Play, laughter, and love are the essence of Holi, the Indian festival that marks the end of the dark and dreary winter and welcomes the bursting colors of spring. Each year, Holi kicks off the beginning of the spring growing season, and the festival is a chance to let loose and celebrate with family and friends, both old and new. Partygoers of all ages don all-white, eager to be covered in a kaleidoscope of colors at Holi parties around the world. It’s a time to blow off steam, dance like the Bollywood star you are in your heart, and indulge in delicious fried foods. What could be better?
Because Holi is all about saying farewell to negative emotions, sore relationships, and harsh winters, it’s the perfect time to throw a technicolor party. Lucky for you, we have the most colorful Holi party ideas and the invitations to match.
Image by Jaya Katsuri.
What is Holi?
Holi is a Hindu festival that celebrates the divine love between the Hindu Gods Radha and Krishna. As the story goes, Lord Krishna approached Radha and asked her to color his face in any color she wanted to, so that she would accept him as her lover. Holi also signifies the victorious devotion to the creator Vishnu, symbolizing that good wins over evil. Other Hindu traditions link Holi to compassion, forgiveness, and the resurrection of Kamadeva, the Hindu God of love. Holi is fondly called the Festival of Love, the Festival of Colors, and the Festival of Spring.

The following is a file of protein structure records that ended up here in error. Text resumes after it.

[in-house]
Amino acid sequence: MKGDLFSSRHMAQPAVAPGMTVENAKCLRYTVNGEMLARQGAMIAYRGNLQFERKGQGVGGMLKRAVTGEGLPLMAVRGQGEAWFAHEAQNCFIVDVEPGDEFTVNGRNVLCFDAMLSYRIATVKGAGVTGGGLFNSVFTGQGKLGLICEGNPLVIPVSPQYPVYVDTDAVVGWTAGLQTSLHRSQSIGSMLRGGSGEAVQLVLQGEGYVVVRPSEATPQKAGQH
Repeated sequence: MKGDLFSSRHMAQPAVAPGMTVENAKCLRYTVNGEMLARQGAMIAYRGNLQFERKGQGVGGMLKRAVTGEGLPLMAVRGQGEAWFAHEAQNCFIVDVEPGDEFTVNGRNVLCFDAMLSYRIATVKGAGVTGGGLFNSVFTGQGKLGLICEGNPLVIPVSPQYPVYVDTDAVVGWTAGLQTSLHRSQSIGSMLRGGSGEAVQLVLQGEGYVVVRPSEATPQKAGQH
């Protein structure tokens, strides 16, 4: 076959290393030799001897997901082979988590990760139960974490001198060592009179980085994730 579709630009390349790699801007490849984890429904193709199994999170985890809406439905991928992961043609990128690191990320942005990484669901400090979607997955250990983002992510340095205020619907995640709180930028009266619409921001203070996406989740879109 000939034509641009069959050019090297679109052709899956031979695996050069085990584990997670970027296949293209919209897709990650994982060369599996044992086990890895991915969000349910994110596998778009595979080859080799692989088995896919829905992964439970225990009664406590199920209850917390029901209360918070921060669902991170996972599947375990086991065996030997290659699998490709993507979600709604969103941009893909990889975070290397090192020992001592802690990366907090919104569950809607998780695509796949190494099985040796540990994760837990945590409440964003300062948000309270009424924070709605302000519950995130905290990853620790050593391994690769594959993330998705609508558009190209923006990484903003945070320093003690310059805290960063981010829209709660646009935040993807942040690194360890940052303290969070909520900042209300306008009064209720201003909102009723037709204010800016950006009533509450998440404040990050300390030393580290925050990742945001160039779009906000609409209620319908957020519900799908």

“Triumph” by Paperless Post; Image by Jean Papillon.
When is Holi?
Holi is celebrated starting on the evening of the full moon day (Purnima) during the month of February or March (Phalguna) according to the Hindu calendar. This day is called Choti Holi (little Holi) and is often marked with a community bonfire. The following day (Rangwali Holi) is the main holiday that is synonymous with colorful Holi parties.
In 2023, Holi falls on March 8th.
Image by Radha Colors; “Festival of Love” by Paperless Post.
What colors are used at Holi?
Holi is internationally known as the festival of colors, and Rangwali is the most popular event for Holi parties. To get started with your own Rangwali event, you can choose dry powder, water-filled balloons, and water guns filled with dyed water (called pichkari), all with the goal of getting each other as drenched in color as possible. There are no rules on Holi day and everyone, no matter their age, gender, or status, can sprinkle color on each other. Because the Rangwali can get rather messy (in fact, the messier, the more fun!), you should opt for a location with plenty of outdoor space such as your backyard, a blocked-off street, or a nearby parking lot or public park.